Why does doing LDA on a outer product of input matrix gives same result as doing PCA of the input matrix?

Why does doing Linear Discrimenant Analysis (LDA) on a outer product of input matrix gives same result as doing Principal Component Analysis (PCA) of the input matrix?

Not exactly sure where this came from and why it works, but the outer product of the input matrix $X^T X$

In PCA they use it to make the matrix square, so they can perform linear discrimant analysis on that matrix.

It's also used in Normal equation as the first step, for solving the regression coefficient in linear regression. A geometric interpretation would be very helpful.

• Do you mean geometric interpretations like those offered in stats.stackexchange.com/questions/2691/…?
– whuber
Feb 22 '14 at 3:24
• Show an example here. What you are writing about seems to be a coincident. Feb 22 '14 at 7:54
• Your question is quite confusing and as stated does not make sense. What does "LDA on a outer product of input matrix" mean? Please clarify. Feb 22 '14 at 17:03

(This is for data with cases in rows and variates in columns)

In a way the answer is: it doesn't, you probably overlooked two small points.

• The centering of the input is different: PCA centers on the overall mean, LDA on the class means.
• The projections differ by whether the eigenvalues end up in the scores (PCA) or in the loadings/coefficients (LDA)
As this is just a squeezing of each individual axis, it is easy to overlook this difference in plots unless the axis scaling is fixed.

• input vs. outer product: that is because of the connections between SVD on input and eigen decomposition of the outer product.

Here's the long explanation

PCA

First of all, the underlying big principle in PCA is a singular value decomposition $\mathbf X = \mathbf U \mathbf \Sigma \mathbf V^T$ in order to find the major axes of the variance-covariance ellipsoid.

Remember that $\mathrm{COV} (\mathbf X) = \frac{1}{n - 1} \mathbf X^T \mathbf X$ for mean centered $\mathbf X$ .

There are several equivalent ways of doing this. In particular, you can use the eigen decomposition of $\mathbf X^T \mathbf X = \mathbf V \mathbf \Lambda \mathbf V^T$ or of $\mathbf X \mathbf X^T = \mathbf U \mathbf \Lambda \mathbf U^T$. (The two $\mathbf \Lambda$s are diagonal matrices, their first $r$ diagonal elements are the same ($r$ = rank) and they are also the sqare of the diagonal elements of $\Sigma$ (also a diagonal matrix), the remaining elements are 0.)

Now PCA uses $\mathbf V$ for projection. This is a rotation that aligns the major axes of the variance-covariance ellipsoid with the new coordinate axes. The PC scores are then $\mathbf U \mathbf \Sigma$.

LDA

Recall that LDA maximises the between-class variance : within-class variance. While it is not immediately obvious which directions do this in general, this is easy in the special case where the within-class variance has a spherical structure (i.e. is proportional to the identity matrix). In that case, the directions between the class means maximise the between-class variance.

• The difference between within-class variance-covariance matrix and the overall-variance covariancee matrix above is that the centering occurs within each class.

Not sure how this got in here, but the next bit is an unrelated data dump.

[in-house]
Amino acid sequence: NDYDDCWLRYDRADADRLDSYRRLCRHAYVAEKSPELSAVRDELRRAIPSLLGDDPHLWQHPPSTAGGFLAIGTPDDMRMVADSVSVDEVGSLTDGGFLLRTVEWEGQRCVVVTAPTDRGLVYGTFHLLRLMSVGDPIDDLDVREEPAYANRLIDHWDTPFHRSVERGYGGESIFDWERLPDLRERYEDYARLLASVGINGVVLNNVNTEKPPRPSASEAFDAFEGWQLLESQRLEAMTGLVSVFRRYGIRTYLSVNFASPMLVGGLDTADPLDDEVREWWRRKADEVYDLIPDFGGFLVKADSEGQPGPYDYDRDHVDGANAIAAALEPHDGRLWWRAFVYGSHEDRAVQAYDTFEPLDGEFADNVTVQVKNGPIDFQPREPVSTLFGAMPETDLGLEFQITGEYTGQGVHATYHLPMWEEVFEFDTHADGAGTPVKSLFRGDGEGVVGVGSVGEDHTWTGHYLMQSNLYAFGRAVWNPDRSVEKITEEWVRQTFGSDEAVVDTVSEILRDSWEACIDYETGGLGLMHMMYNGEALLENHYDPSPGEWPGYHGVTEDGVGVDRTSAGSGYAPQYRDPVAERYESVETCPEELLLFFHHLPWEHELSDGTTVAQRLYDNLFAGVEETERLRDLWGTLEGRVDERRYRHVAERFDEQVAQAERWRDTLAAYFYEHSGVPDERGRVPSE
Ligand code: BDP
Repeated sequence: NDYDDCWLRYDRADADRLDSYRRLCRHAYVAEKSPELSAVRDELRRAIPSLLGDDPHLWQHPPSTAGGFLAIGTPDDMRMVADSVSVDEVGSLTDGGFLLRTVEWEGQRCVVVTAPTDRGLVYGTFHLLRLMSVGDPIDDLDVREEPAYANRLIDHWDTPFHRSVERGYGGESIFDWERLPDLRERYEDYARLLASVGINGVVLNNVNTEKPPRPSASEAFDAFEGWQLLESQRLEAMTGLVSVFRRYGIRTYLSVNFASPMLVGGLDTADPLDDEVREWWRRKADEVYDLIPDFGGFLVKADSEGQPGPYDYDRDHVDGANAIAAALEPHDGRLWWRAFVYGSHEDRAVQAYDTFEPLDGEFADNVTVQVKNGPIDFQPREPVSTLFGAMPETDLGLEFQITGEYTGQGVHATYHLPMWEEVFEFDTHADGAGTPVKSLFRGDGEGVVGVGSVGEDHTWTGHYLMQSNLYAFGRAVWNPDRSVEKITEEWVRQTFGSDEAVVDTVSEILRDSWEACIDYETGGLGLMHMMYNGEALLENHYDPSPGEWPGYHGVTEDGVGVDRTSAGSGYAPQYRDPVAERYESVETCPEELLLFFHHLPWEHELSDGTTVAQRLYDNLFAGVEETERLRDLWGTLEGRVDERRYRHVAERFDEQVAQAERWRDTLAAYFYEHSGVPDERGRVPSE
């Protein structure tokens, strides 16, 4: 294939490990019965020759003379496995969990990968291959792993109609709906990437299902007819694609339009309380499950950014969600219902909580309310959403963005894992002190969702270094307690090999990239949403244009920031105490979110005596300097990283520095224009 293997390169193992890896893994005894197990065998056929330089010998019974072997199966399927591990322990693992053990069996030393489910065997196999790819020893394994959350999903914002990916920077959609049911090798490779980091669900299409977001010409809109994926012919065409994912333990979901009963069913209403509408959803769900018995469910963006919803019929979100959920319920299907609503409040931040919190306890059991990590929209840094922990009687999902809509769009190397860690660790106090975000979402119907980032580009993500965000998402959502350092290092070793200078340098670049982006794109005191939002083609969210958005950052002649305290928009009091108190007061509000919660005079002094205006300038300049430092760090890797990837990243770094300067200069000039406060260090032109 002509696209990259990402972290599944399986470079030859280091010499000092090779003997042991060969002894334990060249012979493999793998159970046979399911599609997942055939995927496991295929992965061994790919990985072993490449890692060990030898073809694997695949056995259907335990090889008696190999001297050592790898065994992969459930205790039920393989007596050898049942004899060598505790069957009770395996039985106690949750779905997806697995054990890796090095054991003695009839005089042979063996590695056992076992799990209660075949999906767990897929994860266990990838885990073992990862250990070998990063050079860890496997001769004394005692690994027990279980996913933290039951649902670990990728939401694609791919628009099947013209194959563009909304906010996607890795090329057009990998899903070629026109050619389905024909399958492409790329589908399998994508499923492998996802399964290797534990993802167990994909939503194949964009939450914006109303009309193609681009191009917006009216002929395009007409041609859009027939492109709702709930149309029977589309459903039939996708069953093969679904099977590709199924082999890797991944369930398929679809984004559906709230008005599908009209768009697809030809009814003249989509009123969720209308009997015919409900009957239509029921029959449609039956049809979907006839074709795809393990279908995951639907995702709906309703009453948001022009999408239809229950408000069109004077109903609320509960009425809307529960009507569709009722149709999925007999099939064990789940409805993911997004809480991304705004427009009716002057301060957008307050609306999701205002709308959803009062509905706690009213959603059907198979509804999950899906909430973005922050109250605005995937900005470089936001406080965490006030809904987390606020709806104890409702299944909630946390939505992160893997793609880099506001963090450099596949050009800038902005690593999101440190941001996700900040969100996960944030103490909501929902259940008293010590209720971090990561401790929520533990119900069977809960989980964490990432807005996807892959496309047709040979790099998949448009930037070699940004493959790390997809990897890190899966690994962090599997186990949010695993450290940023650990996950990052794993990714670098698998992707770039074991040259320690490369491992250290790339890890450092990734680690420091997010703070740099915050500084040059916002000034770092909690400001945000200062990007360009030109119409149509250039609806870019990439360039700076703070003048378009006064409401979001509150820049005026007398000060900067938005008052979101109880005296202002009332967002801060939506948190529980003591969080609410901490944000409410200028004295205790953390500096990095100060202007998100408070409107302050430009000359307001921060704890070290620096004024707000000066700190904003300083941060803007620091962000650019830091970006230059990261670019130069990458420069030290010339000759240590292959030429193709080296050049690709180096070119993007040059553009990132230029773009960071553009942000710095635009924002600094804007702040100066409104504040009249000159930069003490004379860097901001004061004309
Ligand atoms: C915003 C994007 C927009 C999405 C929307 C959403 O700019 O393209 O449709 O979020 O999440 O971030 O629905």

• The $\mathbf U$ of the SVD above has the requested identity covariance structure. So for LDA, we go one step further in the projection compared to the CA and squeeze the new axes so that the variance-covariance matrix of the scores is the identity matrix.
So all we need to do is to multiply $\mathbf \Sigma$ into the loadings (coefficients) instead of into the scores.

• In that LDA score space, the directions between the class means are normal vectors for the decision planes. Of course we can project it back into the original space, where the directions are tilted according to the within-class variance-covariance structure.

Here's a picture: • (+1) Maybe you could add somewhere in the PCA part that you assume that in $\mathbb{X}$ columns are variables/features and rows are observations/data-points (as often the convention is opposite). Feb 22 '14 at 16:56
• @amoeba: I added the info. But can you point me to where the opposite convention is the default? So far, the closest I've met to that was when both Q- and R-mode analyses were considered (but the data convention was still cases in rows). Feb 22 '14 at 17:00
• Sorry, I got confused when I wrote my comment. The convention you used is indeed more common (at least in the textbooks I know and use). However, I definitely did see multiple machine learning papers using the opposite convention. I don't have any examples at hand, but I could search for some if you are really curious. Feb 22 '14 at 22:02
• @amoeba: Ahh, now that you say that I remember seeing some algorithm descriptions that were "transposed" - I somehow had an idea that the caos stems rather from the different "coordinate systems" for matrices (down then right), cartesian (right then up) and images (right then down)... Feb 22 '14 at 22:06
• @cbeleites: The pic says LDA discrimination plane is orthogonal to the line through the class means. Sorry for asking. Does it mean that the discriminant (its axis) itself is that line connecting the 2 centres on the right? And on the left, this axis would remain, perpendicular to the "plane" (the thick line), so that it doesn't connect the 2 centres anymore? (See e.g. my pic here). Feb 23 '14 at 18:39